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Netgear WNDR3700 review

Our Rating :
Price when reviewed : £124
inc VAT

An excellent range of features, but this router performed inconsistently in our wireless transfer tests, with poor 5GHz speeds.


draft 802.11n dual band, 4x 10/100/1000Mbit/s Ethernet ports

Netgear’s WNDR3700 is an expensive wireless router with some enticing features, including dual-band wireless networking, a USB port that lets you use the router as a network storage device and a wireless guest network, so visitors can access the internet but not the rest of your network.

It’s easy to configure using the setup CD or the wizard built into the router’s web interface. It doesn’t prompt you to configure your wireless security settings, so don’t forget to do this straight away. The interface looks a little cluttered but is easy to use, with detailed notes on every feature.

Useful advanced options include remote management, so you can access its settings from outside your local network, QoS web traffic shaping, a 5GHz Video Network mode to optimise local media streaming and the ability to block specific port ranges or websites according to a schedule. A traffic meter lets you limit the total amount of data downloaded, which is useful if you’re on metered broadband.

As well as accessing USB storage as a Windows (SMB) share on your network, you can share it over HTTP or FTP. The HTTP web page is a simple file list and doesn’t let you upload content, but you can upload files via FTP. The catch is that the router supports only two accounts: admin and guest.

Like all 802.11n routers, the WNDR3700 ships with channel-bonding disabled in 2.4GHz mode, although it’s enabled in 5GHz mode. Disabling channel-bonding limits the router to a theoretical maximum throughput of 130Mbit/s, but this makes little difference in our real-world tests. Channel-bonding can improve performance if you experience poor signal quality, but it tends to reduce the maximum range of your signal. This router performed better without it.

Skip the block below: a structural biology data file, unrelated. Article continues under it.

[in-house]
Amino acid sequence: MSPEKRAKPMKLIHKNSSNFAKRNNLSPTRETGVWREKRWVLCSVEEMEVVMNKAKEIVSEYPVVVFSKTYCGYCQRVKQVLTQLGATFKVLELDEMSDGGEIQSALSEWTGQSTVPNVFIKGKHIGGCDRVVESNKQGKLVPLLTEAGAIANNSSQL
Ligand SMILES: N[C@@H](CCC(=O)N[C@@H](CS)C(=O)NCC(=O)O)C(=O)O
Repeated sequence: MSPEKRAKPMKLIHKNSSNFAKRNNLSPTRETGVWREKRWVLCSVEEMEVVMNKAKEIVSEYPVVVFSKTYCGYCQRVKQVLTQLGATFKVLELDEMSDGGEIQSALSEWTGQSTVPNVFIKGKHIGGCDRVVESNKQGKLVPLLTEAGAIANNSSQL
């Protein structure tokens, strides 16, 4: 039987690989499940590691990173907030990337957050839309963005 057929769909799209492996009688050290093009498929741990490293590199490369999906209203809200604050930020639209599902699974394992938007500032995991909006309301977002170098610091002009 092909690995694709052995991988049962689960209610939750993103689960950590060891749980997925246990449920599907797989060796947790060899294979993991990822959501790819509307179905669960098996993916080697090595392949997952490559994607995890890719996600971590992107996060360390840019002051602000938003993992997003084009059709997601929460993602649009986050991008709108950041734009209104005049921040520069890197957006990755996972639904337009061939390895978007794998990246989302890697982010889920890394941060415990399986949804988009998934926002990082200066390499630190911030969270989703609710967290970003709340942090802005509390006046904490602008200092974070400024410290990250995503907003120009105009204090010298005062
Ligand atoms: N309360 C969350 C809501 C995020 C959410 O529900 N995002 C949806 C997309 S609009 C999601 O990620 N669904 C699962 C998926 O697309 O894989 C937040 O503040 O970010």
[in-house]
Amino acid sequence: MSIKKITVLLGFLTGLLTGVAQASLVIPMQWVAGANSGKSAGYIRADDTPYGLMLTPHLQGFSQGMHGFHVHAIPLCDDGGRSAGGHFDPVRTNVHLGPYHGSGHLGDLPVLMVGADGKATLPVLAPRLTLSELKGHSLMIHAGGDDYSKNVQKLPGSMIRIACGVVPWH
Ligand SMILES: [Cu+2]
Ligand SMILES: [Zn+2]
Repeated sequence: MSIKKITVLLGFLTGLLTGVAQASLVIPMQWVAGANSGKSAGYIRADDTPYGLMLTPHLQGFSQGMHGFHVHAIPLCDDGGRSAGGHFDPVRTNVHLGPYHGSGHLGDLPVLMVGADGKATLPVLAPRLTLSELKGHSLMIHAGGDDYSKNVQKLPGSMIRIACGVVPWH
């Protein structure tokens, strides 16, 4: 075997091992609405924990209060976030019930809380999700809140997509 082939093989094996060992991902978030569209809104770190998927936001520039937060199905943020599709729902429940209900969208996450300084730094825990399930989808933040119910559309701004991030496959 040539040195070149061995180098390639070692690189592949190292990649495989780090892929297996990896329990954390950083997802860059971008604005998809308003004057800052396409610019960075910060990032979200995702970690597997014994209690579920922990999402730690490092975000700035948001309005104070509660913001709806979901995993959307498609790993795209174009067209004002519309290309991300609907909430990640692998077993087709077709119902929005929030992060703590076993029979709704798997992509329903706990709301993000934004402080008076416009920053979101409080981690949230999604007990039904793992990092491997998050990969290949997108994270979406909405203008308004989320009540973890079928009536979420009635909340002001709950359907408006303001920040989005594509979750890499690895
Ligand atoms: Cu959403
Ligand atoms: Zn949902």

Performance in our speed tests was variable. In the 2.4GHz band, we saw a maximum speed of just 25Mbit/s at a distance of 10m – poor compared with every router in our last group test – but it managed an impressive 26Mbit/s at 20m, one of the fastest speeds we’ve seen at that distance.

Our 2.4GHz tests with Netgear’s own WNDA3100 wireless adaptor were disappointing. All were slower than the results from our Centrino 2 laptop, even when we switched channels. Its 5GHz throughput with Netgear’s own adaptor was great at short to medium distances, with speeds of 81Mbit/s at 1m and 67Mbit/s at 10m. Sadly, the best result at 20m was just 17Mbit/s, which is slower than using our laptop on the 2.4GHz band.

The WNDR3700 has some brilliant features but its high price and inconsistent transfer speeds make it hard to recommend. If you need a simultaneous dual-band router with USB NAS capabilities, we recommend Linksys’s similarly priced WRT610N.

Basic Specifications

Rating ***
Modem type none
802.11b support yes
802.11g support yes
Draft 802.11n support yes
Draft 802.11n 5GHz support yes
MIMO yes
Turbo mode channel-bonding
Stated speed 300Mbit/s


128-bit WEP yes
WPA yes
WPA2 yes
Firewall yes
MAC address filtering yes
DMZ yes


Size 223x153x31mm
Antennas 8
Internal/external antennas internal
Upgradeable antenna no
Number of WAN ports 1
Ethernet ports 4
Ethernet connection speed 10/100/1000Mbit/s
Other ports USB
Wall mountable yes
Power consumption on 6W

Other Features

Dynamic DNS yes
Universal Plug and Play support yes
DHCP server yes
MAC spoofing yes
Port forwarding yes
WDS Support yes
USB device support yes
QoS yes

Buying Information

Price £124
Warranty one year RTB